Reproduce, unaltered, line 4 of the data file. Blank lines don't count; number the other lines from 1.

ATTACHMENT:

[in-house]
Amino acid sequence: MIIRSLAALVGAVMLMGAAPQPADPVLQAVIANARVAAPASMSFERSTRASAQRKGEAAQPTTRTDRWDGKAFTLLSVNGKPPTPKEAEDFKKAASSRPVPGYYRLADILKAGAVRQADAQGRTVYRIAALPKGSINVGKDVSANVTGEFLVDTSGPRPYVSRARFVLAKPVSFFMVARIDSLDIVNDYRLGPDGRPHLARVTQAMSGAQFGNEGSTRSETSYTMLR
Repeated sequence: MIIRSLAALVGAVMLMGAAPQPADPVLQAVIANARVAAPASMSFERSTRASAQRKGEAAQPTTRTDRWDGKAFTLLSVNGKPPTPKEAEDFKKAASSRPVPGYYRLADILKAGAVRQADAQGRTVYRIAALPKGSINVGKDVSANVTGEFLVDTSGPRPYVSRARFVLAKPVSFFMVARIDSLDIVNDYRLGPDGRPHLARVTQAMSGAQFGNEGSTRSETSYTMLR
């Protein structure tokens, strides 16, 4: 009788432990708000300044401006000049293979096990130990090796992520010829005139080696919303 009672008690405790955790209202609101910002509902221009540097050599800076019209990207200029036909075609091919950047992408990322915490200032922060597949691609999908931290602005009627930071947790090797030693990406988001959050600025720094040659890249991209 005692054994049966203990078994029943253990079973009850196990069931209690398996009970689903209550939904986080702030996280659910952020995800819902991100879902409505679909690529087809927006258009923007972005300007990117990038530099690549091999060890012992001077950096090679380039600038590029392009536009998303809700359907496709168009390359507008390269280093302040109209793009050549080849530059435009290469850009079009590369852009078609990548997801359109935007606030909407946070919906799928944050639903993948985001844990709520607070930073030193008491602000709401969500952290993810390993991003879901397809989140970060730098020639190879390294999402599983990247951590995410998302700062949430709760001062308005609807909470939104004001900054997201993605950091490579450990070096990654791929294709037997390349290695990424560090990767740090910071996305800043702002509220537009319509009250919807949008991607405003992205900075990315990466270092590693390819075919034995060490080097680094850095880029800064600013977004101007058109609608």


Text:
């Protein structure tokens, strides 16, 4: 009788432990708000300044401006000049293979096990130990090796992520010829005139080696919303 009672008690405790955790209202609101910002509902221009540097050599800076019209990207200029036909075609091919950047992408990322915490200032922060597949691609999908931290602005009627930071947790090797030693990406988001959050600025720094040659890249991209 005692054994049966203990078994029943253990079973009850196990069931209690398996009970689903209550939904986080702030996280659910952020995800819902991100879902409505679909690529087809927006258009923007972005300007990117990038530099690549091999060890012992001077950096090679380039600038590029392009536009998303809700359907496709168009390359507008390269280093302040109209793009050549080849530059435009290469850009079009590369852009078609990548997801359109935007606030909407946070919906799928944050639903993948985001844990709520607070930073030193008491602000709401969500952290993810390993991003879901397809989140970060730098020639190879390294999402599983990247951590995410998302700062949430709760001062308005609807909470939104004001900054997201993605950091490579450990070096990654791929294709037997390349290695990424560090990767740090910071996305800043702002509220537009319509009250919807949008991607405003992205900075990315990466270092590693390819075919034995060490080097680094850095880029800064600013977004101007058109609608």